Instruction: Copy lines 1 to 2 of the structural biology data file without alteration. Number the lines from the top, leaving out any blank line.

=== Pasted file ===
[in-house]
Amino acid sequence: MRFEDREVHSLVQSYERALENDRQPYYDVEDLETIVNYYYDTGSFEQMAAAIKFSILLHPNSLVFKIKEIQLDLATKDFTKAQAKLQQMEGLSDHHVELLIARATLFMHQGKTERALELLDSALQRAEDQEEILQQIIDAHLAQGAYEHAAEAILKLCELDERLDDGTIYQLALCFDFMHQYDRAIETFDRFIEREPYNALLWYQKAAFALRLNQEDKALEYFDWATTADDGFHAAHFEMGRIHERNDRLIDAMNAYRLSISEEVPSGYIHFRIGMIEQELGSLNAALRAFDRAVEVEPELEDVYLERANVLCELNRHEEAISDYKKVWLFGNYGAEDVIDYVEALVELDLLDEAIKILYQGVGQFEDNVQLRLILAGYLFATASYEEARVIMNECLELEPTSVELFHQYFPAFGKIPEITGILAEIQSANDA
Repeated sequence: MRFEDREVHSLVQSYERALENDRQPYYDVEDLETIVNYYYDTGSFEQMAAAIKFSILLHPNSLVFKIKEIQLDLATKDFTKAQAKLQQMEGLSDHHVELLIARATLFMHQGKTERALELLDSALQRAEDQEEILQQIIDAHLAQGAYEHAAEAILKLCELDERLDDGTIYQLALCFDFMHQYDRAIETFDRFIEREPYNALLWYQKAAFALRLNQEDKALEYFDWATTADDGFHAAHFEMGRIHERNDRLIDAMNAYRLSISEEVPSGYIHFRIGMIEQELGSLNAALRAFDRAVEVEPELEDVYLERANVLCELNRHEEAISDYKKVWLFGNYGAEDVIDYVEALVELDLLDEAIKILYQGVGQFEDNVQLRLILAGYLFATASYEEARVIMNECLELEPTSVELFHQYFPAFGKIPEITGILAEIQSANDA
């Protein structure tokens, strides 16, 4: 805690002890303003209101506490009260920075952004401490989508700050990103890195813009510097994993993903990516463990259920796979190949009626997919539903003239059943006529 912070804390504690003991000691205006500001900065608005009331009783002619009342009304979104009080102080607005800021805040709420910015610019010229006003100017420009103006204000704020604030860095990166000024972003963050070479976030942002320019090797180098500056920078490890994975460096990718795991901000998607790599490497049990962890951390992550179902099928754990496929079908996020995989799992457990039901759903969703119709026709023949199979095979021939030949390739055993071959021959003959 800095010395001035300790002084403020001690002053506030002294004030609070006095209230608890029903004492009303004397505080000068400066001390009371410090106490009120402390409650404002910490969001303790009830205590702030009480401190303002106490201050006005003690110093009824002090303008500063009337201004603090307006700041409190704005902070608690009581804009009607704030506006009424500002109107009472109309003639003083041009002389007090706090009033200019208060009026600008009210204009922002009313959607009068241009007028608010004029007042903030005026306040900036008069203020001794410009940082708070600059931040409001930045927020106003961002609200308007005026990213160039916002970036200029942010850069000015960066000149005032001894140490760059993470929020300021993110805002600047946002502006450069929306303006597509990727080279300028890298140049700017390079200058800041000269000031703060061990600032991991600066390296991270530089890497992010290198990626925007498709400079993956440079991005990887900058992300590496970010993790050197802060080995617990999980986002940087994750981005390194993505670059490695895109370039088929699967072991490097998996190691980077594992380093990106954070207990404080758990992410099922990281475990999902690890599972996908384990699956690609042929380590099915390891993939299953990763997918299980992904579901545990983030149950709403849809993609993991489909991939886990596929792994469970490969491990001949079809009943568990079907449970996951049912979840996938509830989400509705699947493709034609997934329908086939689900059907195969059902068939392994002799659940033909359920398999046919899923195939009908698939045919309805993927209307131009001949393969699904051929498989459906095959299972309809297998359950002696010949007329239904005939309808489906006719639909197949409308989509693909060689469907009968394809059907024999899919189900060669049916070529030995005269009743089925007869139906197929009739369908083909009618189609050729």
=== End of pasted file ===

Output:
[in-house]
Amino acid sequence: MRFEDREVHSLVQSYERALENDRQPYYDVEDLETIVNYYYDTGSFEQMAAAIKFSILLHPNSLVFKIKEIQLDLATKDFTKAQAKLQQMEGLSDHHVELLIARATLFMHQGKTERALELLDSALQRAEDQEEILQQIIDAHLAQGAYEHAAEAILKLCELDERLDDGTIYQLALCFDFMHQYDRAIETFDRFIEREPYNALLWYQKAAFALRLNQEDKALEYFDWATTADDGFHAAHFEMGRIHERNDRLIDAMNAYRLSISEEVPSGYIHFRIGMIEQELGSLNAALRAFDRAVEVEPELEDVYLERANVLCELNRHEEAISDYKKVWLFGNYGAEDVIDYVEALVELDLLDEAIKILYQGVGQFEDNVQLRLILAGYLFATASYEEARVIMNECLELEPTSVELFHQYFPAFGKIPEITGILAEIQSANDA